Investments in Online Insurance Sales Booming
There is a gold rush going on among both start-ups and established insurers to stake a claim in the booming market for online, direct sales of insurance to small and medium-sized businesses.
“We’ve seen the rest of the old economy disrupted over the past decade, first by the internet, then by mobile, while traditional insurance business has marched along largely unchanged, protected by complexity, regulation and inertia,” said Josh Stirling, Boston-based managing director and senior vice president, U.S. insurance, Sanford C. Bernstein & Co.
But with the inexorable advance of technology unlocking the power of big data and inspiring a new wave of customer-centric insurance, he said, many entrepreneurs are looking to disrupt the $250 billion-plus commercial insurance industry market.
Many industry titans, not wanting to be left behind, are pouring money into R&D and big data and deploying capital through strategic venture funds in an attempt to catch up in this market.
“Insurance companies are up against serious existential challenges as increased market disruption continues,” wrote the authors of a new Deloitte Center for Financial Services report.
“If insurers don’t re-invent themselves in fundamental ways, they stand to lose significant market share to new players.”
Sabitha Majukumar, UK-based senior research analyst, worldwide insurance strategies at IDC Financial Insights, said, “Third-platform technologies — mobile, social, cloud and big-data — are paving the way for small-business insurers to establish a direct connection with consumers in a market once exclusively dominated by intermediaries.
“With a clear shift in consumer preferences to buy online, insurers are presented with a great opportunity to complement their existing distribution system with online sales.”
IDC’s recent report, “MaturityScape: Digital Transformation in Insurance” noted that success in such ventures “depends on offering an omni-channel model where simple, transparent and configurable products are sold through company websites, mobile channels or aggregator sites with an option to also connect to an insurer’s contact center or agent for after-sales queries and service.”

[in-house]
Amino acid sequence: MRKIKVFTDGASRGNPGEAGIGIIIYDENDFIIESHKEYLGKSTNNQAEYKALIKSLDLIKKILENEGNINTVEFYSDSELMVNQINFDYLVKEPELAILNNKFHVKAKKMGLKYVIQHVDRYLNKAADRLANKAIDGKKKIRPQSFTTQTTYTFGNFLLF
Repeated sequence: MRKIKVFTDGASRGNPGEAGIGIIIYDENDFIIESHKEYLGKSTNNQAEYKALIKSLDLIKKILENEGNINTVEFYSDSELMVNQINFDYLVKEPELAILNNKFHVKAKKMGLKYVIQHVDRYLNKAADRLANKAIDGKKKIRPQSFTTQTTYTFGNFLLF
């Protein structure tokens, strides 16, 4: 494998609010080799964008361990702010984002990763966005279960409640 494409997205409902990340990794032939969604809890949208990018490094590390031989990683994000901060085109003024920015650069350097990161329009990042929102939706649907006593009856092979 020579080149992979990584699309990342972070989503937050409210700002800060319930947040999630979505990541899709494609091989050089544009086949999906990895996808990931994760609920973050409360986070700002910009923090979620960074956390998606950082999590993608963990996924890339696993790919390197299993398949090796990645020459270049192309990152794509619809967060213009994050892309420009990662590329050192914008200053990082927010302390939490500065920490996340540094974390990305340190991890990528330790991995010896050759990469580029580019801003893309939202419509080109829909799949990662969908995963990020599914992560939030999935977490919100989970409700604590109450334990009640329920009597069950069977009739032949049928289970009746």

New Companies Sprouting Up
As a sign of changing times, an impressive amount of new capital is invested in start-ups in this space: $13 million in venture funds going to Next Insurance in March, $2 million in start-up money from a number of angel investors for New York-based CoverWallet also in March, and $2 million in seed money for just-launched Bunker of San Francisco.
Add to this investments in their own operations by such big players as Berkshire Hathaway, The Hartford, and AIG (as part of a joint venture).
That’s in addition to those from the initial pioneers of selling insurance to small businesses in the U.S., Insureon (which attracted $31 million in venture money last October) and Hiscox USA.
“We continue to see small businesses, especially those with fewer than five employees, turning to online resources to research and purchase insurance.” –Stephanie Bush, executive vice president of small commercial insurance, The Hartford
The joint venture announced in late April by AIG, Hamilton Insurance Group Ltd. and affiliates of Two Sigma Investments LP seeks to establish a technology-enabled, customer-centric insurance platform to serve the market for small and medium enterprises (SME).
It is banking on Two Sigma’s data science and technology platform, Hamilton’s technology and underwriting expertise in the SME market, and AIG’s SME expertise and reach to make its mark.
At The Hartford, the goal is to combine new online capabilities with its traditional agent-focused resources to serve the small business sector.